Carol Burgess

Carol Burgess -- Recycling Center Manager

Carol BurgessCarol Burgess became the new Wilton Recycling Center manager in 2019. She first got interested in recycling as a “picker”!  As any fan of the TV show American Pickers knows, once it is in your blood it never leaves.

The Recycling Center opened in 1979 on the site of the town damp, a facility that had been shared with Lyndeborough since 1946. In 1976, the state ordered all open dumps be covered periodically with sand, what was politely called “a sanitary landfill.”

When the late Greg Bohosiewicz first proposed what became an award-winning recycling center, it was a new concept. He was able to convince the town, but not the state. He later said, “They laughed,” saying the idea would never catch on.

So several towns joined with Wilton to build the center – Greenfield, Greenville, Lyndeborough, Mason and Temple. No state funds were used, a fact proudly displayed at the entrance for years. Greenfield now has its own transfer station, but the others are still members.

Recycling CenterThe Center is on the banks of the Souhegan River, and the state has been concerned that seepage from the old landfill would reach the river. So far, monitoring wells have showed that is not happening. That may be because from before the Civil War to about 1900, the back part of the site was a granite quarry operated by Joel Hesselton, and later his son Charles.

In 1895, Hesselton was awarded the contract for the foundation of the new Town Hall and the retaining wall along Main Street. It is assumed that he used his own granite. He also provided the stone for the arch bridge on Old County Farm Road and probably the stone for the retaining wall under the railroad along Stony Brook.

Barely visible on the left side of the driveway as you drive in is a stone-lined canal from a dam that no longer exists. It is all that remains of a furniture factory developed by Joseph Killam and William Emerson to make cradles, tables and washstands. The mill was torn down in 1910 and the stones from the foundation were used to construct mill housing in Pine Valley.

The Recycling Center is overseen by a manager with the aid of a crew of four. As manager, Carol came to Wilton with quite a bit of experience in the field. She got involved in recycling in her home town of Brookline in the ‘90s, she said. She also worked part time as a recycling attendant in Hollis and Amherst, and then was the Recycling Center Supervisor in Greenfield before accepting the full-time position in Wilton.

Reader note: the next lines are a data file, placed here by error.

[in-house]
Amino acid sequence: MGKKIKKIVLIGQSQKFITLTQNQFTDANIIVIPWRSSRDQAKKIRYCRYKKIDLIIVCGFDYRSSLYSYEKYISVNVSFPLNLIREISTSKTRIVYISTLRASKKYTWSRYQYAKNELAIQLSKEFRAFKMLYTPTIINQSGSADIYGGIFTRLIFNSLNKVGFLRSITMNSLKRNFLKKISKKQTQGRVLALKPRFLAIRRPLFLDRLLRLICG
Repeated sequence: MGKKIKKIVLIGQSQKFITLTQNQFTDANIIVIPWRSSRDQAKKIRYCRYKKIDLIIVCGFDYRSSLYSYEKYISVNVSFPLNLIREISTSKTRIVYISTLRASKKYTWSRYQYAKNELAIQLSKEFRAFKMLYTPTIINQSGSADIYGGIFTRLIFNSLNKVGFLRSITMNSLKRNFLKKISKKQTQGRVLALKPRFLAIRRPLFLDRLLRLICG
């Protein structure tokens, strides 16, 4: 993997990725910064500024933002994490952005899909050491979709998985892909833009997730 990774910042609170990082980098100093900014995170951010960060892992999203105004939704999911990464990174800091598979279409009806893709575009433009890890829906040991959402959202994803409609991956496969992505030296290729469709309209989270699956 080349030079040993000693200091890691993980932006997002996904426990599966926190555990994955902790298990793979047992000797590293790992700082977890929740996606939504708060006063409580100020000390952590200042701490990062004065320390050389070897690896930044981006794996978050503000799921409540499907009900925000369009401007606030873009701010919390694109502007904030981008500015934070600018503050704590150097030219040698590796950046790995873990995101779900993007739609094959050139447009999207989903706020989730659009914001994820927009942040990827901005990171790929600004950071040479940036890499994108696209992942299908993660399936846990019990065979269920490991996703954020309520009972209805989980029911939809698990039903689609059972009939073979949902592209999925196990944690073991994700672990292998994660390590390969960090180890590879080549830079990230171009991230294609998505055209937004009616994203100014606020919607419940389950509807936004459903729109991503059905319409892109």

“We lived through COVID,” she said recently. “I’m proud of what all of us did to get us through. We were one of the few (recycling centers) to stay open.”

The crew sat down and discussed it, she said. “We came up with different ways to separate people, allowing space between trash and recycling. It worked very well.” Some of those traffic patterns are still used and the “Still Good Shed” has finally re-opened with the help of volunteers, and moved to another area.

“You have to be licensed by the state,” she said, “people don’t understand that.” Recycling Certification is a two day course which has to renewed regularly. That process replaces an earlier system with several levels leading to “senior operator” after 50 hours of training. Those working on hazardous waste collections require further certification. “Every center should have a hazardous waste coordinator,” she said. That requires training and a license. She is a certified Senior Principle Solid Waste Operator, Hazardous Waste Coordinator, and a licensed Weighmaster.

Recycling Center signThe Center recycles everything possible. On a recent morning, while she was in the cubby-hole of an office, a steady stream of patrons stopped to ask, “Where do I put this?”  Disposal fees are required of some items since the Center has to pay for everything removed.

Some changes have been made since she came, she said, “but they have been absolutely positive. The separation of non-ferrous metals has been a big asset.”

She had high praise for her crew. “The guys have done so well, work-wise, attitude. They’re dedicated to their jobs, and that reflects on everything. Having Sundays off has made a tremendous difference.”

It’s a great job, she said, never boring. “I’m always learning something, encountering new situations, new items and what do you do with it?”

Wilton Recycling CenterShe is concerned, she said, with recent reports in the media about recycling, that no one is doing it, that stuff really isn’t being recycled. “That is not true. Where do you think they get the plastic to make all that plastic? It’s recycled and we’re making money.” “Soda bottles and other plastics are recycled into numerous other products - bottles, fleece material (used for clothing and more) carpet, decking, and plastic containers just to name a few. And aluminum beverage cans are recycled into new aluminum cans since they are made from virgin material”.

The Center is overseen by an advisory board from the five member towns. “They come here, go through the facility, discuss issues. They’ve seen it evolve.”

She encourages everyone to use the Center. “Everything you bring in we recycle, and we make money on everything but the glass.”

Carol currently lives in Brookline, having arrived in New Hampshire in 1985 after moving with her husband from Pennsylvania. She has one son and one grandson.

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